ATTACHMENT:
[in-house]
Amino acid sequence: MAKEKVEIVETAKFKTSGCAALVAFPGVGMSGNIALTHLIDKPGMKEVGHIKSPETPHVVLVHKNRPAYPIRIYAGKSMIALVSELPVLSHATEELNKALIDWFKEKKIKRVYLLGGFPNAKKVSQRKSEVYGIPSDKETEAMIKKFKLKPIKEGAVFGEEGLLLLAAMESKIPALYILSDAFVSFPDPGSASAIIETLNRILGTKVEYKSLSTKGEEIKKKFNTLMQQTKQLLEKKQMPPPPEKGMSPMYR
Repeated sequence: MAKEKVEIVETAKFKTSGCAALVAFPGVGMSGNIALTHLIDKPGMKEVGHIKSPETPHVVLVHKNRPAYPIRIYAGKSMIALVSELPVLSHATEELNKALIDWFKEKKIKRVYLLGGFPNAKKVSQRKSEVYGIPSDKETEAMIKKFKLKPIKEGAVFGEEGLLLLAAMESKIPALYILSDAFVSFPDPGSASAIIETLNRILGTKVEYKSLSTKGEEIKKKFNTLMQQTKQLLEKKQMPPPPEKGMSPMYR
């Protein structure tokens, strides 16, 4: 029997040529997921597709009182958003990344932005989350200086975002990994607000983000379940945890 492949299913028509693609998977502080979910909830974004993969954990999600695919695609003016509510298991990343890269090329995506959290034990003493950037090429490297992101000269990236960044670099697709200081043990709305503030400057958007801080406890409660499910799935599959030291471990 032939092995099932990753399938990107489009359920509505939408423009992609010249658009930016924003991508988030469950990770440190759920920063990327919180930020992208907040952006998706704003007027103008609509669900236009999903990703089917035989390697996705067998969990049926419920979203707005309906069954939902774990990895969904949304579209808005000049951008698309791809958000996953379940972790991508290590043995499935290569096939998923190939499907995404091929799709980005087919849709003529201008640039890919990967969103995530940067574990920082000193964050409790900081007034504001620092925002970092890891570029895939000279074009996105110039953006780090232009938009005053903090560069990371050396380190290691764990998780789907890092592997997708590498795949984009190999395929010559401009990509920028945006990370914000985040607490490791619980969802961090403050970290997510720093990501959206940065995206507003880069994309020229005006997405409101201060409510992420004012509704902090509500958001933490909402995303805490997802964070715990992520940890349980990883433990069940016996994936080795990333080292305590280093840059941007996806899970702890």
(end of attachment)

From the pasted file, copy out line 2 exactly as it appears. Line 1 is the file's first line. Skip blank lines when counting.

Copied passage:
Amino acid sequence: MAKEKVEIVETAKFKTSGCAALVAFPGVGMSGNIALTHLIDKPGMKEVGHIKSPETPHVVLVHKNRPAYPIRIYAGKSMIALVSELPVLSHATEELNKALIDWFKEKKIKRVYLLGGFPNAKKVSQRKSEVYGIPSDKETEAMIKKFKLKPIKEGAVFGEEGLLLLAAMESKIPALYILSDAFVSFPDPGSASAIIETLNRILGTKVEYKSLSTKGEEIKKKFNTLMQQTKQLLEKKQMPPPPEKGMSPMYR